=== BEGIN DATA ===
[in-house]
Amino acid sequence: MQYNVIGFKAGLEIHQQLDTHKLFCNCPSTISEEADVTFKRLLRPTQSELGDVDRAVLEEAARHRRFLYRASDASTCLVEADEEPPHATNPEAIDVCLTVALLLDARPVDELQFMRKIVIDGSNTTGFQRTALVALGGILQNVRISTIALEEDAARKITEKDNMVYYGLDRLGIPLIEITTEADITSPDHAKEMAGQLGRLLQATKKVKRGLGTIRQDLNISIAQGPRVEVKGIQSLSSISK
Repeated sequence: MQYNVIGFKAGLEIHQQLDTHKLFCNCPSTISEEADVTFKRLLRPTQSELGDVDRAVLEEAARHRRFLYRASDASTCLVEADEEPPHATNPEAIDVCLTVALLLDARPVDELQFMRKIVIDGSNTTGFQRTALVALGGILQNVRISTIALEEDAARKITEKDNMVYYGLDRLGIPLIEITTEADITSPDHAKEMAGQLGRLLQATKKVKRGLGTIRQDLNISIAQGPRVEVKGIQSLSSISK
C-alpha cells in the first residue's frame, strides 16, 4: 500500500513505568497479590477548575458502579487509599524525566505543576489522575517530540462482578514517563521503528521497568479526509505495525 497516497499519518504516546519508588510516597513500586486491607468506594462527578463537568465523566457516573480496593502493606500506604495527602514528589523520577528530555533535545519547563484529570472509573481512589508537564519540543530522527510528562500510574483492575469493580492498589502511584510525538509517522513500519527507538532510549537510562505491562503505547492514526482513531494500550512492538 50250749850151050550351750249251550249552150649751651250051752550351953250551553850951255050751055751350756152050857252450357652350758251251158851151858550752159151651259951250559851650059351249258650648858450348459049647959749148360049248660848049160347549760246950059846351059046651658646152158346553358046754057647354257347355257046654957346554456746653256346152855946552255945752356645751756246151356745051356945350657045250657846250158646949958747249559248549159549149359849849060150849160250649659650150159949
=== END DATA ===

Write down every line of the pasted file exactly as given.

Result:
[in-house]
Amino acid sequence: MQYNVIGFKAGLEIHQQLDTHKLFCNCPSTISEEADVTFKRLLRPTQSELGDVDRAVLEEAARHRRFLYRASDASTCLVEADEEPPHATNPEAIDVCLTVALLLDARPVDELQFMRKIVIDGSNTTGFQRTALVALGGILQNVRISTIALEEDAARKITEKDNMVYYGLDRLGIPLIEITTEADITSPDHAKEMAGQLGRLLQATKKVKRGLGTIRQDLNISIAQGPRVEVKGIQSLSSISK
Repeated sequence: MQYNVIGFKAGLEIHQQLDTHKLFCNCPSTISEEADVTFKRLLRPTQSELGDVDRAVLEEAARHRRFLYRASDASTCLVEADEEPPHATNPEAIDVCLTVALLLDARPVDELQFMRKIVIDGSNTTGFQRTALVALGGILQNVRISTIALEEDAARKITEKDNMVYYGLDRLGIPLIEITTEADITSPDHAKEMAGQLGRLLQATKKVKRGLGTIRQDLNISIAQGPRVEVKGIQSLSSISK
C-alpha cells in the first residue's frame, strides 16, 4: 500500500513505568497479590477548575458502579487509599524525566505543576489522575517530540462482578514517563521503528521497568479526509505495525 497516497499519518504516546519508588510516597513500586486491607468506594462527578463537568465523566457516573480496593502493606500506604495527602514528589523520577528530555533535545519547563484529570472509573481512589508537564519540543530522527510528562500510574483492575469493580492498589502511584510525538509517522513500519527507538532510549537510562505491562503505547492514526482513531494500550512492538 50250749850151050550351750249251550249552150649751651250051752550351953250551553850951255050751055751350756152050857252450357652350758251251158851151858550752159151651259951250559851650059351249258650648858450348459049647959749148360049248660848049160347549760246950059846351059046651658646152158346553358046754057647354257347355257046654957346554456746653256346152855946552255945752356645751756246151356745051356945350657045250657846250158646949958747249559248549159549149359849849060150849160250649659650150159949